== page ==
Show & Tell: The scallop and my 300th post

This is an emblem on our front porch.

If you were a Spaniard, the symbol above would be as meaningful and familiar to you as this.

Many years ago (BK, before kids), Roger and I crossed northern Spain by car, staying in various paradores, historic sites converted to hotels with surprisingly affordable prices.

Along the way and every few hundred feet, we would see people walking west in the same direction we were driving. Sometimes singly, sometimes in small groups, but never seeking a ride. We realized we were at the peak season for the pilgrimage. All these people were headed toward a city in Galicia: Santiago de Campostela, or St James of the Field of the Star. From Wikipedia:

Legend holds that St. James’s [the Greater] remains were carried by boat from Jerusalem to northern Spain where they were buried on the site of what is now the city of Santiago de Compostela.

[The route] was considered one of three pilgrimages on which a plenary indulgence could be earned; the others are the Via Francigena to Rome and the pilgrimage to Jerusalem.

So what’s up with the shell? One legend says that the ship carrying St James’ body was sunk in a storm and his body lost. After awhile, though, his body washed ashore undamaged and covered in scallops.

The scallop shell has become a metaphor for a pilgrim, with God’s hand guiding pilgrims to Santiago. Also, the multiple lines converging at one point can signify the various routes that bring seekers to Santiago.

Even today, tens of thousands or peregrinos set out each year to traverse this route that is designated as a UNESCO World Heritage Site. For a few euros, they can purchase a credencial (Pilgrim’s Passport) that entitles them to reduced rate or free stays at refugios (hostels).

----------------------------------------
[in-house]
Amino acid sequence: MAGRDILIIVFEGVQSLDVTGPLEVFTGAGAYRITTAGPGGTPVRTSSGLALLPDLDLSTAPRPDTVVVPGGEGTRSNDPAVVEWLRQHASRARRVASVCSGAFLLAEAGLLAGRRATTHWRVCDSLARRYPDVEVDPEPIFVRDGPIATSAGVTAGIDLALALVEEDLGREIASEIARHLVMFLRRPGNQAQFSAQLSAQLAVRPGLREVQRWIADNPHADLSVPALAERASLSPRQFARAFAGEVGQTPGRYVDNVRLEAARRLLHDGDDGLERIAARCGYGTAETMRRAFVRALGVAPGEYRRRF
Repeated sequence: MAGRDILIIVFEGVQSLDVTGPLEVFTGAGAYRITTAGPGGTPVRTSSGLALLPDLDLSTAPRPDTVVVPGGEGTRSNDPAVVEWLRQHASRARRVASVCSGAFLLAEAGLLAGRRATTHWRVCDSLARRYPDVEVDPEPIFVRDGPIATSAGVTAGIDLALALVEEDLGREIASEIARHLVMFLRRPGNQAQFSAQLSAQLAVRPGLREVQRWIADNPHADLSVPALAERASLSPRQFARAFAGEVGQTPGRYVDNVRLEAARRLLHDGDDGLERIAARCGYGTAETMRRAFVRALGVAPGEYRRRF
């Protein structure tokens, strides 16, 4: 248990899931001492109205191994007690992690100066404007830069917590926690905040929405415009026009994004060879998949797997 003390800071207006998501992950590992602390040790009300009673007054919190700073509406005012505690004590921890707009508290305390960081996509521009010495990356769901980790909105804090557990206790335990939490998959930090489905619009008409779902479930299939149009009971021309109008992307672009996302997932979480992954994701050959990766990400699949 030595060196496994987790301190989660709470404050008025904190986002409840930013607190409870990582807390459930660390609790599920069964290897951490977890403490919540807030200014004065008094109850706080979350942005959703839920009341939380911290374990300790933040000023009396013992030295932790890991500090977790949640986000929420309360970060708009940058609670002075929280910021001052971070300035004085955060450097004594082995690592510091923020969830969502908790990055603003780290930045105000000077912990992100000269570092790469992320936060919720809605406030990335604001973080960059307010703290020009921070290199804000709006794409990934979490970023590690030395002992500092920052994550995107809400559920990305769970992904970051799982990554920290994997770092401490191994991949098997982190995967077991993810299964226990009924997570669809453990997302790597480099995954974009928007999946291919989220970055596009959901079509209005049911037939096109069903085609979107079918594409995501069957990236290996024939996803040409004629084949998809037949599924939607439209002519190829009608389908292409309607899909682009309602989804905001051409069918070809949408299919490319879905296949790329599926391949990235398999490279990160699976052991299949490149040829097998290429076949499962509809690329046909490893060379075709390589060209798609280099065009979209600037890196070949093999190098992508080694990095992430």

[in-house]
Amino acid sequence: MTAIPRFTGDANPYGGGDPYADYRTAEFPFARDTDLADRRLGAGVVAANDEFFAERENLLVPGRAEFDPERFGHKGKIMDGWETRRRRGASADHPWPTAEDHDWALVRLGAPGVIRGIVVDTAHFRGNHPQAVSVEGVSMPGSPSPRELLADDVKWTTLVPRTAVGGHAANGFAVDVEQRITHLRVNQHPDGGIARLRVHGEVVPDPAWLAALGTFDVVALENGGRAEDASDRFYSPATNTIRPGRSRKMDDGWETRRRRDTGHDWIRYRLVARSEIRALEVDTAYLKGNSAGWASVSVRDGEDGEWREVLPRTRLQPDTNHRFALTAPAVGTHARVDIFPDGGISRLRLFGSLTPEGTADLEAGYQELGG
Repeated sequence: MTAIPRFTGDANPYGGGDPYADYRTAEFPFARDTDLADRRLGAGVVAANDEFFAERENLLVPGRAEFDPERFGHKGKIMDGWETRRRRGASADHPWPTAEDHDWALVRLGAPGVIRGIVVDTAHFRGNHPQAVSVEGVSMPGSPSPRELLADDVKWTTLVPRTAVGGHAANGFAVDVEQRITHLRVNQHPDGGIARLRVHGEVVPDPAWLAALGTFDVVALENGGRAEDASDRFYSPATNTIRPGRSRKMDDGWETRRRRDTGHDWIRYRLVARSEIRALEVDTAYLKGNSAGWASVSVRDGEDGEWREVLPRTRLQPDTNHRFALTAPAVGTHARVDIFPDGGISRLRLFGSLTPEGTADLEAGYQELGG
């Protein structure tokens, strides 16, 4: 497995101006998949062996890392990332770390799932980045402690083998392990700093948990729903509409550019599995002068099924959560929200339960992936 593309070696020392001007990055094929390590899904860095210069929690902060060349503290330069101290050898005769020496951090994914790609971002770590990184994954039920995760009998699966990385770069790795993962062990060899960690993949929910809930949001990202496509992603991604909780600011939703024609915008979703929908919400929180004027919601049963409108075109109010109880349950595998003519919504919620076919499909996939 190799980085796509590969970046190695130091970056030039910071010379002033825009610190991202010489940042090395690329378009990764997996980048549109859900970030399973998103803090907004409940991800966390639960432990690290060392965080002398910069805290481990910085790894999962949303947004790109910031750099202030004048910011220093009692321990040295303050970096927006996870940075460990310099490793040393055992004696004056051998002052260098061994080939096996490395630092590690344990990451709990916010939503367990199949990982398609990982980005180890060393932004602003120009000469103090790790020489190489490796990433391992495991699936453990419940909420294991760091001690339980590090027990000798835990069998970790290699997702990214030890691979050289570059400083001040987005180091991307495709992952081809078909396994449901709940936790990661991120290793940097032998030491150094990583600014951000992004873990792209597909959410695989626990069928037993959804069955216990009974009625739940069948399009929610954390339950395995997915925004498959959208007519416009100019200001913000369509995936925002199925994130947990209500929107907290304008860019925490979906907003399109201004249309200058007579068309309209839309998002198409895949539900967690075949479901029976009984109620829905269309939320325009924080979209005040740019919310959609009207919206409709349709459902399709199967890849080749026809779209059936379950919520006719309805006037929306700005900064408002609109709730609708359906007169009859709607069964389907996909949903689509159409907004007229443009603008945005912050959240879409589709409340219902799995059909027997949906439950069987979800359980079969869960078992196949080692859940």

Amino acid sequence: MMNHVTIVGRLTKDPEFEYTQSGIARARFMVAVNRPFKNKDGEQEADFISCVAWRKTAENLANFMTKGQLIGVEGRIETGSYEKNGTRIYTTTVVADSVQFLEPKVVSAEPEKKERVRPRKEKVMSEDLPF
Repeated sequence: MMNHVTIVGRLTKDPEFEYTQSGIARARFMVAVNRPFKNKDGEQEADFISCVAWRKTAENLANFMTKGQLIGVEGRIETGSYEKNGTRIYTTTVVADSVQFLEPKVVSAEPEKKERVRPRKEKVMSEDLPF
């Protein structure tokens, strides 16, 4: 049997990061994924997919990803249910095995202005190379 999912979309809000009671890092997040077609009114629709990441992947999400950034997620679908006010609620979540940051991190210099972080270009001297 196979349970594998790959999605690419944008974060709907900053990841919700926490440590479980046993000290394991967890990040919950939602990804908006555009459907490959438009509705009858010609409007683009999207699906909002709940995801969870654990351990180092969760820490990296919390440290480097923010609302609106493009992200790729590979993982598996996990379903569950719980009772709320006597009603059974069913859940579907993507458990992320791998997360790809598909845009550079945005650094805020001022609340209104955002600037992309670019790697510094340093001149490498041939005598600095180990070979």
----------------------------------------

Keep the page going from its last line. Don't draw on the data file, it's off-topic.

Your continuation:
The way, the hostels, the watering spots, the sites along the route to mark assistance for or welcoming of peregrinos — these are all indicated by this.

Travelers whom I know from blogland are welcome in my home.


More Show & Tell entries can be found at Mel’s Place.

19 thoughts on “Show & Tell: The scallop and my 300th post”

  1. What a cool story and I love the symbol. The warm welcome is most wonderful too! Did you buy that scallop tile in Spain or did you get it here? I really would like something like that.

  2. I love this story! what a great post. happy 300! I may just have to take you up on your offer next time we’re in town…

  3. What a wonderful post! I live half an hour from Galicia, right on the Santiago trail. Many pilgrims come through Braga, also known as the “via mourisca”, on their way to Santiago de Compostela, one of my absolute favourite places. I go there every year with my family.RAxx

  4. I love the symbol and what it stands for. It seems appropriate for any gathering place. Even if the “travelers” come together from places that are not so far apart, they are each coming from their own personal journey to converge at one meeting place, or one understanding. Love it.

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